I feel I can address you by your first name, because I'm old enough to be your mother. And it is as a mother that I write to thank you.
Today is One's birthday. He is nineteen. Don't ask me how he got this old--I'm busy raising a passel of boys, so I don't always notice them growing until they're, well, grown. One is special. He is autistic and right-side hemiparetic, which means he has cognitive, social, and physical challenges. He has succeeded in life far beyond what we initially believed would be possible, given the dire prognosis of his neurologist. He's different than most children his age, but not always in a bad way.
One is a font of information. From the moment he could read, he has immersed himself in the topics that interest him--weather, animals, history, science. He spends hours on the computer researching, reading, and watching videos. He is our personal Wikipedia--when any of his younger brothers (he has four) asks a question, my initial answer is usually, "Go ask One." Except if the question concerns sports.
One has never had any interest in organized sports. His physical limitations made it difficult for him to play, although he is the fastest one-handed PlayStation operator I've ever seen. He knows the teams we follow, even though half the house roots for New York and the other for New Jersey. So, you can imagine my surprise when One started quoting your statistics.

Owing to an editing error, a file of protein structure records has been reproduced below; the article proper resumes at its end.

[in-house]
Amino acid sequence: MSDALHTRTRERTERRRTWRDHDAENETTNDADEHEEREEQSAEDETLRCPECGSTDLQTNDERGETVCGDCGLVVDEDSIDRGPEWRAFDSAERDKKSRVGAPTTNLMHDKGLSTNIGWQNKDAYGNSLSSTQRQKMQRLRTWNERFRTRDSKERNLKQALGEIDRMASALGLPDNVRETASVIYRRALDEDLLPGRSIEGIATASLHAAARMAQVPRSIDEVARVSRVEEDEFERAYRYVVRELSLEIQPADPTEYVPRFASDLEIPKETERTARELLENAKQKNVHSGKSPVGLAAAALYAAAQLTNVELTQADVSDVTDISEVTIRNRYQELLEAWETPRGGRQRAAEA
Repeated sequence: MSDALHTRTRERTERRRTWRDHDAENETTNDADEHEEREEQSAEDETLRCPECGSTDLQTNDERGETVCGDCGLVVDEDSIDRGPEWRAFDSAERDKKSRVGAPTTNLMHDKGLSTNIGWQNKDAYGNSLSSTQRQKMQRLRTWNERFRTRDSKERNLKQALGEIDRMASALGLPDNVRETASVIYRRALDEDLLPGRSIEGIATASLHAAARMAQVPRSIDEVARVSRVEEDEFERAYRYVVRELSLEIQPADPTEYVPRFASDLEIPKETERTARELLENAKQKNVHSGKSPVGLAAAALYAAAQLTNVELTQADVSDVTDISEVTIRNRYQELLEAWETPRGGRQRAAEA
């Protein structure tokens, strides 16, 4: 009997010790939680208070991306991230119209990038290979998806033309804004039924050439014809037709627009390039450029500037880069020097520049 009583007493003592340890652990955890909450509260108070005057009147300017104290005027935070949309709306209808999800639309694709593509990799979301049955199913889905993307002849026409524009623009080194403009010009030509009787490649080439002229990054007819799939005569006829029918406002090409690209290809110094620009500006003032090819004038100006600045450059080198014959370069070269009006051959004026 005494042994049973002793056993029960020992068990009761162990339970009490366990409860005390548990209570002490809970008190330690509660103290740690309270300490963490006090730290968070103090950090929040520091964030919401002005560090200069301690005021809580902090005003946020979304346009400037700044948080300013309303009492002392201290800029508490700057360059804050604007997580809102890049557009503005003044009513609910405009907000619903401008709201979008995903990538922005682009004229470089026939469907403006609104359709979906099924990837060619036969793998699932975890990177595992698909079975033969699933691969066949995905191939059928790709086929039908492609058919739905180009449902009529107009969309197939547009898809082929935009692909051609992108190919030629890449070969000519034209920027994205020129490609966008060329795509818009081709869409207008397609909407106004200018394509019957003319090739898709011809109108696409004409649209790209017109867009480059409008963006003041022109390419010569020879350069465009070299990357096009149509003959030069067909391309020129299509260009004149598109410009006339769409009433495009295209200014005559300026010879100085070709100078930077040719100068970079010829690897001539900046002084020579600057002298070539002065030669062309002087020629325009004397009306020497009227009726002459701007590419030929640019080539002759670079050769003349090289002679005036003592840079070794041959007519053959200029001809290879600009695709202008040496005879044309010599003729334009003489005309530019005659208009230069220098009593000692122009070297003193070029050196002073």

Like everyone else in the nation, One was captivated by your remarkable performance. I would walk past his room and see him watching highlights on his computer. He dug up every video ever made about, or by, you (he's particularly fond of "How to Get Into Harvard.") He began watching games with his father, and asking questions about the team. He now knows more about pick-and-rolls than I do. He can discuss the Knicks schedule with his brothers, and predict success based on the opponent. (He's unfailingly optimistic.) He wears his "Linsanity" t-shirt in gym class.
Early news coverage of your amazing debut focused on the "Cinderella" aspect of your story. I want to thank you for reminding everyone of the hard work and dedication it took, especially when you were on the bench, to maintain your level of play. It is an important lesson in perseverance and preparation that I repeat for all my boys.
In my version of the fairy-tale, you aren't Cinderella, but the prince. Your dynamic presence on the court was the glass shoe that finally fit One. He slipped it on and became connected to the world, and our family, in a new way. For us, that has been sweeter than the Knicks beating the Lakers.
One's Mom, Megan